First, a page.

FoA, Linda Rosenthal call on NY to ban importation of the trophies of Africa’s Big 5

FoA, Linda Rosenthal call on NY to ban importation of the trophies of Africa’s Big 5

 

“I’ve got news for the Trump men: In 2019, we will build a wall. Not a border wall to immigrants, but a legal wall banning the importation of trophy animals,” said NY State Assemblywoman Linda Rosenthal at the Worldwide Rally against Trophy Hunting (WRATH) hosted by Friends of Animals and Compassionworks International Saturday at Dag Hammarskjold Plaza in NYC.

Supporters stood across the street from Trump World Tower and United Nations Plaza to send the Trump Administration and the world a clear message: Trophy hunters are really just wealthy poachers, so New York needs to ban the importation of the trophies of Africa’s Big 5—giraffes, lions, leopards, elephants and rhinos, by passing the Big 5 African Trophies Act, co-sponsored by Rosenthal and Senator Luis Sepulveda.

New York is the busiest port of entry for imported animal trophies of all the 18 designated U.S. ports. From 2005 to 2014, 159,144 animals were imported as trophies—including 1,541 lions; 1,130 elephants and 83 pairs of tusks; 1,169 leopards as well as 110 white rhinos and 3 pairs of rhino horns.

“New York has allowed itself to become a trophy warehouse for the world’s highest stakes blood sport,” Rosenthal said.

Looking up at Trump World Tower, she added: “We are standing here not just because the building’s namesake is one of the world’s leading advocates for open borders on importation of slaughtered trophy animals, but because his boys, Don Jr. and Eric, have stumbled their way into becoming the poster children for this horrific, soulless blood sport.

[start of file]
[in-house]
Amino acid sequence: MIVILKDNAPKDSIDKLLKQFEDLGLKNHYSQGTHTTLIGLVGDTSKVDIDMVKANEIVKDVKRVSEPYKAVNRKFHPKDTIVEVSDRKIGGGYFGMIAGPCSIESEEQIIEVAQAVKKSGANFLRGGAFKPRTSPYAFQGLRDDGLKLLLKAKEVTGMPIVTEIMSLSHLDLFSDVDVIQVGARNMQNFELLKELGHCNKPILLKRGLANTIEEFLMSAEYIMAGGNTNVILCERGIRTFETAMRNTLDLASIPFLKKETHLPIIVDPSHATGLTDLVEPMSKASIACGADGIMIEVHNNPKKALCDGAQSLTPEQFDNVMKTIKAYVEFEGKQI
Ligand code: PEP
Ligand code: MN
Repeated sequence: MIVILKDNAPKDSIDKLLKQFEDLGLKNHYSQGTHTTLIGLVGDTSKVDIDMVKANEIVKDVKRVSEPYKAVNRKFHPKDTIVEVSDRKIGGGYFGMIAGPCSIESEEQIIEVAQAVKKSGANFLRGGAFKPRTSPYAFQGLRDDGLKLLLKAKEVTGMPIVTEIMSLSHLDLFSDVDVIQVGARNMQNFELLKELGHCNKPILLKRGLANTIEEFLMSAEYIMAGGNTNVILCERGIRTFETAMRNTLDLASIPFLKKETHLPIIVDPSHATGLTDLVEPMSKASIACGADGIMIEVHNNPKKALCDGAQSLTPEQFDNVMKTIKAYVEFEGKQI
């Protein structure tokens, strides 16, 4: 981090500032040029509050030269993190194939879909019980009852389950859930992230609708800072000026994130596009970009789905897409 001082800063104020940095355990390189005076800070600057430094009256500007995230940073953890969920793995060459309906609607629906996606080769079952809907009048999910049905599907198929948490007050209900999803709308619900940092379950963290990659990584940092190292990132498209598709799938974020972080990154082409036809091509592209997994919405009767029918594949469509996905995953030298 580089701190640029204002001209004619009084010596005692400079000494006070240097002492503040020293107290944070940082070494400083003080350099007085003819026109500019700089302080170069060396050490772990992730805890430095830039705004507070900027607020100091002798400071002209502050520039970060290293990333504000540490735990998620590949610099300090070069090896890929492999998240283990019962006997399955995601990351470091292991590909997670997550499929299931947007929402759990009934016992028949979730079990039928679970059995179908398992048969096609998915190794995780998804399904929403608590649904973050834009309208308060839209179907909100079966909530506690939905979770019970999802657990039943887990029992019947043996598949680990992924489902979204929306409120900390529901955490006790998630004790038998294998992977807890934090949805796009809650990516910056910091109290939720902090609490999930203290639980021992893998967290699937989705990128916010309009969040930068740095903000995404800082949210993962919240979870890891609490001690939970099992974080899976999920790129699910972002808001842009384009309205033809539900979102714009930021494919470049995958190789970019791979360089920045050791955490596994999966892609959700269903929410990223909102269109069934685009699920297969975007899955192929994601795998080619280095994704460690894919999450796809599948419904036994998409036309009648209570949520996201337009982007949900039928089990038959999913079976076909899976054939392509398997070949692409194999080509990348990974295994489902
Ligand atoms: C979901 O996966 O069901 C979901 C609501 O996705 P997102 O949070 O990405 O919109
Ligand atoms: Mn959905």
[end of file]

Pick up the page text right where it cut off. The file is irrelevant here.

“I want you all to just think for a minute about the type of person who might sit comfortably up in the penthouse of a building like this and decide that, above all else, their time would be best spent travelling to the opposite side of the globe, traversing through plains, woodlands and underbrush of another nation’s land, all for a chance to kill. And not just to kill, but to push creatures with millennia of history on this great planet, closer and closer to the brink of extinction.”

Friends of Animals is adamant the only difference between “illegal” poachers and trophy hunters like the Trump sons with permits from Fish and Wildlife Service is wealth and public perception. Poachers slaughter to make a buck, while well-heeled American trophy hunters spend thousands just for bragging rights and prizes from the Safari Club International. In either instance, money doesn’t make killing ok.

“As soon as you put a price tag on vulnerable animals, you send a mixed message about whether or not they need to be protected at all, and that’s detrimental to actual conservation. Shooting animals full of bullets does not increase their population or expand their habitat, no matter what Safari Club wants the public to believe,” said Nicole Rivard, correspondent for Friends of Animals.

The rally coincided with the Safari Club’s annual convention in Reno, where, hunters were booking their killing sprees and shopping for the latest guns and hunting equipment. Thirty cities across the globe participated in WRATH.

“Safari Club likes to dupe the public into thinking that without their money, conservation efforts in Africa would not exist. If they are helping these animals as they claim, then why are Africa’s Big 5 moving closer to extinction,” said Rivard.

Friends of Animals was sickened to learn last year that the U.S. is a major importer of giraffe parts and American trophy hunters are the ones supplying the market. According to USFWS, between 2006 and 2016, the U.S. imported 21,402 bone carvings, 3,008 skin pieces and 3,744 hunting trophies.

Only about 97,500 giraffes remain in Africa compared to more than 150,000 in 1985.

“Experts are calling what’s happening to giraffes the silent extinction. Today we break the silence,” Rivard said.